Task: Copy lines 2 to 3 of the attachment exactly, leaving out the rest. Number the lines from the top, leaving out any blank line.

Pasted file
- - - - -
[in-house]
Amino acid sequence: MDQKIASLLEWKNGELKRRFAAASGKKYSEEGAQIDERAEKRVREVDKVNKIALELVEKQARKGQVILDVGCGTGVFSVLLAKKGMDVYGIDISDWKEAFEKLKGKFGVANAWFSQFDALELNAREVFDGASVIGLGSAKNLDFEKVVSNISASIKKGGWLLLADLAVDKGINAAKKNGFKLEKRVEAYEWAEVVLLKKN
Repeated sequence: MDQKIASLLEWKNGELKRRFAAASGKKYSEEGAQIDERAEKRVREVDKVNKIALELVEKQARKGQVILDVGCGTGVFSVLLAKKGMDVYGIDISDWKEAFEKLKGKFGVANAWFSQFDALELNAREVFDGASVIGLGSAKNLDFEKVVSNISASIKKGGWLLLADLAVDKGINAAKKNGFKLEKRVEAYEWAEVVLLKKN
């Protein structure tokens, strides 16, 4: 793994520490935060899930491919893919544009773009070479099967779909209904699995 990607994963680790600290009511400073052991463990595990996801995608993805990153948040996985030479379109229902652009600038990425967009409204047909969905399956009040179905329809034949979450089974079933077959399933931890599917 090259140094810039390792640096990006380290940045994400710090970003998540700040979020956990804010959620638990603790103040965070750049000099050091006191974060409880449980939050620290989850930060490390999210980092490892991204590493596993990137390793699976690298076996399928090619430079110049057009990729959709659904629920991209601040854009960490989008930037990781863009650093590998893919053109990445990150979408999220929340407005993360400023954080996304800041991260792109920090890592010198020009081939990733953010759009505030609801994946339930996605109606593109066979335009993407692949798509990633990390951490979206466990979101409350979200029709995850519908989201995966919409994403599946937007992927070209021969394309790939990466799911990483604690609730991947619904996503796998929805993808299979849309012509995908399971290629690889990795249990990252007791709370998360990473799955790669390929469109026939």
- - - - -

Amino acid sequence: MDQKIASLLEWKNGELKRRFAAASGKKYSEEGAQIDERAEKRVREVDKVNKIALELVEKQARKGQVILDVGCGTGVFSVLLAKKGMDVYGIDISDWKEAFEKLKGKFGVANAWFSQFDALELNAREVFDGASVIGLGSAKNLDFEKVVSNISASIKKGGWLLLADLAVDKGINAAKKNGFKLEKRVEAYEWAEVVLLKKN
Repeated sequence: MDQKIASLLEWKNGELKRRFAAASGKKYSEEGAQIDERAEKRVREVDKVNKIALELVEKQARKGQVILDVGCGTGVFSVLLAKKGMDVYGIDISDWKEAFEKLKGKFGVANAWFSQFDALELNAREVFDGASVIGLGSAKNLDFEKVVSNISASIKKGGWLLLADLAVDKGINAAKKNGFKLEKRVEAYEWAEVVLLKKN